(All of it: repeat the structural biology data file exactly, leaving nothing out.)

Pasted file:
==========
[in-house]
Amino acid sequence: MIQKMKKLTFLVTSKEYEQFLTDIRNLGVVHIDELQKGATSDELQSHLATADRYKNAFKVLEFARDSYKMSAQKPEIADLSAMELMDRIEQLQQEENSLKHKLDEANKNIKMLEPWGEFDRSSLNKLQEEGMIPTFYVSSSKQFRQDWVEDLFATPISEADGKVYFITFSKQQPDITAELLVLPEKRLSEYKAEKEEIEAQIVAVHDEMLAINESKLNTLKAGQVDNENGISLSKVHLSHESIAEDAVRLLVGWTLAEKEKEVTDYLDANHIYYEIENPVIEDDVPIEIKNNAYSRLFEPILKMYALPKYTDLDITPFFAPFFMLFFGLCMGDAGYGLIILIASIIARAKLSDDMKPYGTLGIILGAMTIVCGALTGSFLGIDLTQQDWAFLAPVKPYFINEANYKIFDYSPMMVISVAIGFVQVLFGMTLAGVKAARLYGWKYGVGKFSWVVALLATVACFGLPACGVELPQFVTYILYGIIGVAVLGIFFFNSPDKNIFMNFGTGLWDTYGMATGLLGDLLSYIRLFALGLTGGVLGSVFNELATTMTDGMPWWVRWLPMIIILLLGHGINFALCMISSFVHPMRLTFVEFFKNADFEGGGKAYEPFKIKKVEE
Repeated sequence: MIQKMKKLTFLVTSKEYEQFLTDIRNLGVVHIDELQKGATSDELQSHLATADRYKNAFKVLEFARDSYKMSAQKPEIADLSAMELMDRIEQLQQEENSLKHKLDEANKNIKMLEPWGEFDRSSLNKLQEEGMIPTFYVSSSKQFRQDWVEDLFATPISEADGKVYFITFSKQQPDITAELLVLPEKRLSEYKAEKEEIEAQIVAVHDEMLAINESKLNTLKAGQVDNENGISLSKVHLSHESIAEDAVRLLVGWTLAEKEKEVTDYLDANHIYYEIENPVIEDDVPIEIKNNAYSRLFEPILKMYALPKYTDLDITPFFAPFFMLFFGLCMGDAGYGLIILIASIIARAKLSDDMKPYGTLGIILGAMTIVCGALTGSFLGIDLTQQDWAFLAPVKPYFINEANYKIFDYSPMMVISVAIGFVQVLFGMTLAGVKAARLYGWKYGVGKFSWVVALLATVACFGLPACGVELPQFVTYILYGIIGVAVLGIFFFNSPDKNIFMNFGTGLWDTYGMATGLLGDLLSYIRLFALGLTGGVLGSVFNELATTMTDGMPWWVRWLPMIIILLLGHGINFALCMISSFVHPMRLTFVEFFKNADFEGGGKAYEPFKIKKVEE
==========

[in-house]
Amino acid sequence: MIQKMKKLTFLVTSKEYEQFLTDIRNLGVVHIDELQKGATSDELQSHLATADRYKNAFKVLEFARDSYKMSAQKPEIADLSAMELMDRIEQLQQEENSLKHKLDEANKNIKMLEPWGEFDRSSLNKLQEEGMIPTFYVSSSKQFRQDWVEDLFATPISEADGKVYFITFSKQQPDITAELLVLPEKRLSEYKAEKEEIEAQIVAVHDEMLAINESKLNTLKAGQVDNENGISLSKVHLSHESIAEDAVRLLVGWTLAEKEKEVTDYLDANHIYYEIENPVIEDDVPIEIKNNAYSRLFEPILKMYALPKYTDLDITPFFAPFFMLFFGLCMGDAGYGLIILIASIIARAKLSDDMKPYGTLGIILGAMTIVCGALTGSFLGIDLTQQDWAFLAPVKPYFINEANYKIFDYSPMMVISVAIGFVQVLFGMTLAGVKAARLYGWKYGVGKFSWVVALLATVACFGLPACGVELPQFVTYILYGIIGVAVLGIFFFNSPDKNIFMNFGTGLWDTYGMATGLLGDLLSYIRLFALGLTGGVLGSVFNELATTMTDGMPWWVRWLPMIIILLLGHGINFALCMISSFVHPMRLTFVEFFKNADFEGGGKAYEPFKIKKVEE
Repeated sequence: MIQKMKKLTFLVTSKEYEQFLTDIRNLGVVHIDELQKGATSDELQSHLATADRYKNAFKVLEFARDSYKMSAQKPEIADLSAMELMDRIEQLQQEENSLKHKLDEANKNIKMLEPWGEFDRSSLNKLQEEGMIPTFYVSSSKQFRQDWVEDLFATPISEADGKVYFITFSKQQPDITAELLVLPEKRLSEYKAEKEEIEAQIVAVHDEMLAINESKLNTLKAGQVDNENGISLSKVHLSHESIAEDAVRLLVGWTLAEKEKEVTDYLDANHIYYEIENPVIEDDVPIEIKNNAYSRLFEPILKMYALPKYTDLDITPFFAPFFMLFFGLCMGDAGYGLIILIASIIARAKLSDDMKPYGTLGIILGAMTIVCGALTGSFLGIDLTQQDWAFLAPVKPYFINEANYKIFDYSPMMVISVAIGFVQVLFGMTLAGVKAARLYGWKYGVGKFSWVVALLATVACFGLPACGVELPQFVTYILYGIIGVAVLGIFFFNSPDKNIFMNFGTGLWDTYGMATGLLGDLLSYIRLFALGLTGGVLGSVFNELATTMTDGMPWWVRWLPMIIILLLGHGINFALCMISSFVHPMRLTFVEFFKNADFEGGGKAYEPFKIKKVEE